McDonald's is attempting to woo customers back with a well-worn tactic: A bigger burger.
Beginning this month, the fast-food franchise will introduce a trio of "Sirloin Third Pound" hamburgers to its US locations for a limited time. The suggested retail price is $4.99, making it one of the most expensive items on McDonald's menu.
As the name suggests, the burgers will weigh one third of a pound. The three choices are bacon and cheese, lettuce and tomato, and a "steakhouse" option with mushrooms and onions.
McDonald's earnings have disappointed in recent years as a growing number of "fast-casual" competitors have entered the market. As a February 2015 report from the Australian market research company IBISWorld notes, "Relatively new players like Chipotle and Five Guys that offer customizable, gourmet meals have stolen market share away from traditional fast food operators such as McDonald’s and Burger King."
McDonald's has also faced increased criticism over the nutritional content and quality of its food. The company has responded by adjusting its menu: IBISWorld reports that the restaurant's lower-fat and lower-calorie offerings have been the primary drivers of a rebound in revenue in recent years.
Perhaps the new burgers are a sign that the company is falling back on traditional marketing tactics. "It appears that McDonald's is using a tried and true strategy from online marketing: design an experiment and measure the results," says Eli Robinson, head of FranchiseHelp.com, in an e-mail interview. “I have no idea whether or not the new premium burgers will be the key to unlocking growth.”
Andrew Alvarez, an industry analyst at IBISWorld, says that McDonald's long-term success or failure hinges on its ability to pare down its menu while increasing the quality of its food. "While the company has made some strides in simplifying its menu offerings, it is still much to varied to be considered streamlined," he says.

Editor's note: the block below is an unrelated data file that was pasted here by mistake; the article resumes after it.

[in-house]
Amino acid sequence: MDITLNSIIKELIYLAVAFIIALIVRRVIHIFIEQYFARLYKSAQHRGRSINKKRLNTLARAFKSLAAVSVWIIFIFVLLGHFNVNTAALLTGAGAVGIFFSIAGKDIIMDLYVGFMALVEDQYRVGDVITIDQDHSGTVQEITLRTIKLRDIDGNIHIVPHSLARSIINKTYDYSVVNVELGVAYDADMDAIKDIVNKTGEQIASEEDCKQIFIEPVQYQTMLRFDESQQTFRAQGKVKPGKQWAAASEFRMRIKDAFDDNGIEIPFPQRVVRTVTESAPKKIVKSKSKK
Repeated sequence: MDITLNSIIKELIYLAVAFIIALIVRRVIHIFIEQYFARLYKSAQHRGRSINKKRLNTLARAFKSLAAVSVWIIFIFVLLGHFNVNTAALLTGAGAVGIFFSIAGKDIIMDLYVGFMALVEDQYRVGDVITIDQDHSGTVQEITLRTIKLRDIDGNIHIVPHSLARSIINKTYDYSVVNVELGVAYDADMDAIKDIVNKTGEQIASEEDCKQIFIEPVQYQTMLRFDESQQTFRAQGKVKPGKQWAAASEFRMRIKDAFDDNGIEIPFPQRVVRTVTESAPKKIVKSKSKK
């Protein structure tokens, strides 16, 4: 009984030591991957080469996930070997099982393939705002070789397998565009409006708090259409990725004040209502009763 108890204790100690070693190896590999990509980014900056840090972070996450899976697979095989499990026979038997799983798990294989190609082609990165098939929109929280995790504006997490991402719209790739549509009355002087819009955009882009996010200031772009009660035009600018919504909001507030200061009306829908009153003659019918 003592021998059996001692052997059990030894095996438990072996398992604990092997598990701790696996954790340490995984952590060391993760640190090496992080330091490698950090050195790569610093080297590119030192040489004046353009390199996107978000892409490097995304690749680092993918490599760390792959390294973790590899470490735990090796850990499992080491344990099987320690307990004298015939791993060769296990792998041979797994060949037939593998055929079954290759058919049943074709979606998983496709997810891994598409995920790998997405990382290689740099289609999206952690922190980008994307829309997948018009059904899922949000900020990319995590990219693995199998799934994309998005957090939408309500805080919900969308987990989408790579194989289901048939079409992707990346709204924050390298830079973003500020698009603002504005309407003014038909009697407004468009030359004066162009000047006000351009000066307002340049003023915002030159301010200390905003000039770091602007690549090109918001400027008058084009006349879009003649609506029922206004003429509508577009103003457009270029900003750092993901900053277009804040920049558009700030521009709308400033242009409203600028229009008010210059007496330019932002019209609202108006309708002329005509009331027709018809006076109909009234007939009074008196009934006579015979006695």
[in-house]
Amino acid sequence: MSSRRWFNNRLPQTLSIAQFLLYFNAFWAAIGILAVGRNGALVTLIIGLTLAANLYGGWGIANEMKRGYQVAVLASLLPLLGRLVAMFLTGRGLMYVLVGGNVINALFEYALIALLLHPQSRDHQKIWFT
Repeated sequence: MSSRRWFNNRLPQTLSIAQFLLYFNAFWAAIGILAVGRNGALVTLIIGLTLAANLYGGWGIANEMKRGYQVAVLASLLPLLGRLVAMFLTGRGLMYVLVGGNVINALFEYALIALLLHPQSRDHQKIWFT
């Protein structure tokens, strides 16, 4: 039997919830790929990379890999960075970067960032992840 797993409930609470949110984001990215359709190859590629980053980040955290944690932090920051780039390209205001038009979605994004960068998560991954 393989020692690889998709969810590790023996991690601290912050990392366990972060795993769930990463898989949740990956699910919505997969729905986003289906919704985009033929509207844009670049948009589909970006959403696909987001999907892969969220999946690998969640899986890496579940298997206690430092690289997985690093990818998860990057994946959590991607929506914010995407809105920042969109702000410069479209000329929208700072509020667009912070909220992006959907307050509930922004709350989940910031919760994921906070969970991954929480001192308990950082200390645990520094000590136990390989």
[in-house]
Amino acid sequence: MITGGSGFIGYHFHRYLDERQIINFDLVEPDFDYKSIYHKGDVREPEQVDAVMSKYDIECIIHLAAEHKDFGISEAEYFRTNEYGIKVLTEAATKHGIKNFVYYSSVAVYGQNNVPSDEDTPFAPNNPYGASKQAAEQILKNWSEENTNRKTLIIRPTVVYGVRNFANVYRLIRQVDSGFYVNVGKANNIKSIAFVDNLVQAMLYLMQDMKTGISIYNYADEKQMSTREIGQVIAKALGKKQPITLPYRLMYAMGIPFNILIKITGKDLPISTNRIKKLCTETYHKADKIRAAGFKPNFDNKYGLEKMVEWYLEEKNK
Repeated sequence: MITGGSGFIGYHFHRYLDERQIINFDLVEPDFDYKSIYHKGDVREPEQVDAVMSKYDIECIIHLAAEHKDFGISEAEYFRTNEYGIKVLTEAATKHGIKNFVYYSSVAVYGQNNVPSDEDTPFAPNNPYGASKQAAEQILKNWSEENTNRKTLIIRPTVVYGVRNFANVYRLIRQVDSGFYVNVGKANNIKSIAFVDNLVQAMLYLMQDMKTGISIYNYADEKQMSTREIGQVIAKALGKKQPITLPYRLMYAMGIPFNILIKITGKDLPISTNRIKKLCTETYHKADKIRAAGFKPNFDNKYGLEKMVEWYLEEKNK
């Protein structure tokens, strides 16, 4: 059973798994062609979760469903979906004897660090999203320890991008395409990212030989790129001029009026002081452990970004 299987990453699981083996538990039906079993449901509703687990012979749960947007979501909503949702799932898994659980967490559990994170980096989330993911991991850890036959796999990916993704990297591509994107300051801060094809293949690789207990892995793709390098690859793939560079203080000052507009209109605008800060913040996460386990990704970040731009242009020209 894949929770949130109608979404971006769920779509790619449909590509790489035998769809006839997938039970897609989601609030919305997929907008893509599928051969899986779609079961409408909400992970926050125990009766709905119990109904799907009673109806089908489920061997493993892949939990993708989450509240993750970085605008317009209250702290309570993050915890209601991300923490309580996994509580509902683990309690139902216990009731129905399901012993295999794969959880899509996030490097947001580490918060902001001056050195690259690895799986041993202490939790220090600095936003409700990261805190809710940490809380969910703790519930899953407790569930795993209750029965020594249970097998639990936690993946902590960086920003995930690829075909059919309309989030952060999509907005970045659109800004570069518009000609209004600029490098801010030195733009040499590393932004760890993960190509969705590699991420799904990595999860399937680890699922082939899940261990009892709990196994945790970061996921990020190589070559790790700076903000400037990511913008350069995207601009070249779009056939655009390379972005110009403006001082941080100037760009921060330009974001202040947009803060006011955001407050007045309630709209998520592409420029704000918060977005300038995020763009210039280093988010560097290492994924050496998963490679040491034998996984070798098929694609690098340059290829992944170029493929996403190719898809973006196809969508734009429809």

"That said," Mr. Alvarez continues, "the vast discrepancy between dollar-menu value items and the premium price of the sirloin burger could end up ultimately harming earnings for the company. The quality of the meal is also at stake; that is, should the meal be prepared (pre-cooked instead of cooked to order) in a way that is inferior to its competitors, it will not likely be a success. Lastly, while this is a step in the right direction to correct its image, the company still has a long way to go in terms of simplifying its menu and convincing its consumers that its ingredients possess the same quality as its fast-casual competitors."
In 2013, the company dropped its Angus Third Pounders after customers complained about the cost, which at most locations was between $4.39 and $4.49. What's different this time around?
Robinson says, “It's a tactic, and generally the business itself will have the best idea of how to implement the correct tactics. From a strategy perspective, offering new menu items is a sign that McDonald's is not content with the current growth prospects."